Objectives: : Depression is a major public health concern due to its high prevalence and association with functioning. Ethnic minorities in Western countries are more likely to experience economic disadvantage and exposure to stressors that may put them at higher risk of developing depression. One major protective factor associated with reduced depressive symptoms is an existing support network. This study examined the associations between economic disadvantage, formal and informal social support, and depressive symptoms among two ethnicity groups in Israel: Arab and Jewish mothers of young children, as well as the potential mediating role of formal and informal social support in the associations between economic disadvantage and depressive symptoms. Design: : We recruited a representative sample of 837 Jewish and Arab mothers of children aged 2–6 years. We collected data via structured face-to-face interviews following approval of the university ethic committee. We used the Center for Epidemiologic Studies Depression Scale (CES-D), the Medical Outcomes Study (MOS) scale to measure maternal perceived social support, and a measure designed for this study to quantify formal social support. Results: : Compared to the Jewish mothers, Arab mothers reported more depressive symptoms, greater economic disadvantage, and fewer informal and formal support networks. Economic disadvantage was negatively associated with informal support but positively associated with formal support among both Jewish and Arab mothers. Results further revealed that informal and formal social support mediated the associations between economic disadvantage and symptoms of depression. Conclusions: : More attention should be paid to the associations between social determinants and mothers’ mental health, with a possible shift of focus to macro-level factors, such as economic inequality and minority status.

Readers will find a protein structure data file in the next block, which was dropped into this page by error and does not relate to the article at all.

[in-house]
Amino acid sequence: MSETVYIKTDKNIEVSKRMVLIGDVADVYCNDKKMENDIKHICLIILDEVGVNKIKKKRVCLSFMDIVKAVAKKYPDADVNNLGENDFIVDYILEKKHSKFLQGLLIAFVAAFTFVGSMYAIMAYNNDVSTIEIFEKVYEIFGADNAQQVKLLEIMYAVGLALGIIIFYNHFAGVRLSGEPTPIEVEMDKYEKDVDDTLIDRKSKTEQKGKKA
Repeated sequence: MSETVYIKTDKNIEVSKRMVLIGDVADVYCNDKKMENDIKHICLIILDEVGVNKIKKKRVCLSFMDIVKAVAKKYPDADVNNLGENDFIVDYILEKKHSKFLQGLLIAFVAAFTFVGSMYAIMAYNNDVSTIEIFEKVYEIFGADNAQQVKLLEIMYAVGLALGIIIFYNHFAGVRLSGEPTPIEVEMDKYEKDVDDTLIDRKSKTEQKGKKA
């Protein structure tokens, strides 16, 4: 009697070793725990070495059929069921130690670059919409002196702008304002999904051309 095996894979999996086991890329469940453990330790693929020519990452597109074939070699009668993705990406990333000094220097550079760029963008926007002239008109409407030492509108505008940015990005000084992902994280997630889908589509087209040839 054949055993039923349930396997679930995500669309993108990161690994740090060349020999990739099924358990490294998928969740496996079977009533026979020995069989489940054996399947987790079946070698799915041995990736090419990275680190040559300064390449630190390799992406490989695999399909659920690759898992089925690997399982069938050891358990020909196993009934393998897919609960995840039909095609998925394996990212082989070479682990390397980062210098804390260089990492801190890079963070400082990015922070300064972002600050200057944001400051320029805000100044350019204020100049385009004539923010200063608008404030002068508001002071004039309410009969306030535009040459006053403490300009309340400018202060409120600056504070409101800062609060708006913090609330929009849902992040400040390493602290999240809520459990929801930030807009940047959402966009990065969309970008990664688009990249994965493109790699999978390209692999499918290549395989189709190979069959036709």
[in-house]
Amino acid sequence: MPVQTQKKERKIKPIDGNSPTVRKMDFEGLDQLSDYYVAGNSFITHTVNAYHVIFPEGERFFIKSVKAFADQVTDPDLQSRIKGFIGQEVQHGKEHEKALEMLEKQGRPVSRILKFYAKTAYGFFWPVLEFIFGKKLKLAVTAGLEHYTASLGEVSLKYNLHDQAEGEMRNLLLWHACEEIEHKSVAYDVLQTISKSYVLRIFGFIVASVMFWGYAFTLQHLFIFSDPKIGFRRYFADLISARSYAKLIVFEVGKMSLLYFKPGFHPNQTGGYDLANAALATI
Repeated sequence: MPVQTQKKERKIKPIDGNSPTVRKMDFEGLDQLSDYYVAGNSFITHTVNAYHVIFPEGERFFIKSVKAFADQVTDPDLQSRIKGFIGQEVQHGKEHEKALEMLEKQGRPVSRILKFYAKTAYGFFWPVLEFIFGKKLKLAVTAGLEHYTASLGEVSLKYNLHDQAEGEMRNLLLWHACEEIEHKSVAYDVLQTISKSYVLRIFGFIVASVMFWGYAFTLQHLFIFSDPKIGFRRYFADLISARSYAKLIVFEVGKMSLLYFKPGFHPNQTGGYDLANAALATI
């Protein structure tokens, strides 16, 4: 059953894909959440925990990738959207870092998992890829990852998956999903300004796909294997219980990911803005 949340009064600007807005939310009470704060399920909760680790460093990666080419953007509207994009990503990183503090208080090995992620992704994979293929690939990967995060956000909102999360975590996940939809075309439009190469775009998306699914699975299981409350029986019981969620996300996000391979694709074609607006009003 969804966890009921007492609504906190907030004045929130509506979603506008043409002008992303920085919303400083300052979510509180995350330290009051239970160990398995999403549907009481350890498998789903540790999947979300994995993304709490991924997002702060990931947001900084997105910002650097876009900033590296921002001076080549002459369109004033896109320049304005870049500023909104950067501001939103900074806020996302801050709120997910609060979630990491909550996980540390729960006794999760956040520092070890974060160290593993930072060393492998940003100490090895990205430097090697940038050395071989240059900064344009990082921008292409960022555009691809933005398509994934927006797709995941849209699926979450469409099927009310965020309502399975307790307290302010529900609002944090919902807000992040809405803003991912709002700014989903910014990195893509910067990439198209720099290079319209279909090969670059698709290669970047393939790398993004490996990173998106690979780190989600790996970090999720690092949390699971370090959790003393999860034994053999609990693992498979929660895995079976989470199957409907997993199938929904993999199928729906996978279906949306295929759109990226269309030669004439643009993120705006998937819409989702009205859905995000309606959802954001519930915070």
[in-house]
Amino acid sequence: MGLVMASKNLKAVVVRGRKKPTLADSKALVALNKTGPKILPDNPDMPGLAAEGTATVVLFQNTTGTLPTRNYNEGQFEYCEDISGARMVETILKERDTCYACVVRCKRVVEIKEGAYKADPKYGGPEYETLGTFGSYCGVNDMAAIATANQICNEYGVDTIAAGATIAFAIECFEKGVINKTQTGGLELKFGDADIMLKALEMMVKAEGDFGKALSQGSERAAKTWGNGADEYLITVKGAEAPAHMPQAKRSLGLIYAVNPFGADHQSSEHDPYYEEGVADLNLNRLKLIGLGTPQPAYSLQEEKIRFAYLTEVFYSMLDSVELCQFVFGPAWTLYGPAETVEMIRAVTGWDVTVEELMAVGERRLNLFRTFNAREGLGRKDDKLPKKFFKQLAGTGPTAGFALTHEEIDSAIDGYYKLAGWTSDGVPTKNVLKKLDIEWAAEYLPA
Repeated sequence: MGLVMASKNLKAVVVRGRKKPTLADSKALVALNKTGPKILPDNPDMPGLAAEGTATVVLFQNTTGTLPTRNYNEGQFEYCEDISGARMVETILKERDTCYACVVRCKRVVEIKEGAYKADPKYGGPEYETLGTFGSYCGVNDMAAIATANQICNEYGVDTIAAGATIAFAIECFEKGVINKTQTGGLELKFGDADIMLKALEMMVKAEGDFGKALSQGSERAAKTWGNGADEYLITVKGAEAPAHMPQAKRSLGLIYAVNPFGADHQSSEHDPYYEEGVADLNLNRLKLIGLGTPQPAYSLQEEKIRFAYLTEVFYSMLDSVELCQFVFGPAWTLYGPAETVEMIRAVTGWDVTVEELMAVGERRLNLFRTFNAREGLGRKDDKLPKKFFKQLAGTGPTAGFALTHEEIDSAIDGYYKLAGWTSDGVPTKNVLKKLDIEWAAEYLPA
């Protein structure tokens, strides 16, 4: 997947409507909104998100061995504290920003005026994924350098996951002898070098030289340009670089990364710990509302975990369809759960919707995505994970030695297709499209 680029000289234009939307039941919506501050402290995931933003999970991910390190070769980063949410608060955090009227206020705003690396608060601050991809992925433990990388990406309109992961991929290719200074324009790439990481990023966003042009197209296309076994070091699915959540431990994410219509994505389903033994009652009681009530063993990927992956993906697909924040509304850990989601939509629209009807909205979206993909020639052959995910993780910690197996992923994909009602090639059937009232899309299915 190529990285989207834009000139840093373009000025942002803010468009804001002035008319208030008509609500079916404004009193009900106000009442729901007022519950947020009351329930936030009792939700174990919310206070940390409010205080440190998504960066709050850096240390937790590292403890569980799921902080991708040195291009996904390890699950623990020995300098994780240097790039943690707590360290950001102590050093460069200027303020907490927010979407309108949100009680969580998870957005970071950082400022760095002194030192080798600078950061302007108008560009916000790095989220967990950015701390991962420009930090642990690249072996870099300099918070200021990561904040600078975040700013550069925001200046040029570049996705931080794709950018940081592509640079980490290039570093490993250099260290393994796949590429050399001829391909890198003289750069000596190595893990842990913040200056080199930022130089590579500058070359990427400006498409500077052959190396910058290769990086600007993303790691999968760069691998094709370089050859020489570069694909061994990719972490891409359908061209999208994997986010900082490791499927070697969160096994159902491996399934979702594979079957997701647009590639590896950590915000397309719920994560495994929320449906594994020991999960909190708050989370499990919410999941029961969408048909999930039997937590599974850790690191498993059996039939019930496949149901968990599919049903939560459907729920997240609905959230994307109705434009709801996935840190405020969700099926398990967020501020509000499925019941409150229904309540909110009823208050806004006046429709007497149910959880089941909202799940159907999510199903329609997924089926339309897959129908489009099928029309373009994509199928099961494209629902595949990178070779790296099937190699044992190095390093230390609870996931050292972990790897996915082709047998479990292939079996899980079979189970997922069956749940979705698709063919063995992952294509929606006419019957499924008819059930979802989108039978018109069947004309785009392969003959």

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- depressive symptoms
- Economic disadvantage
- formal social support
- informal social support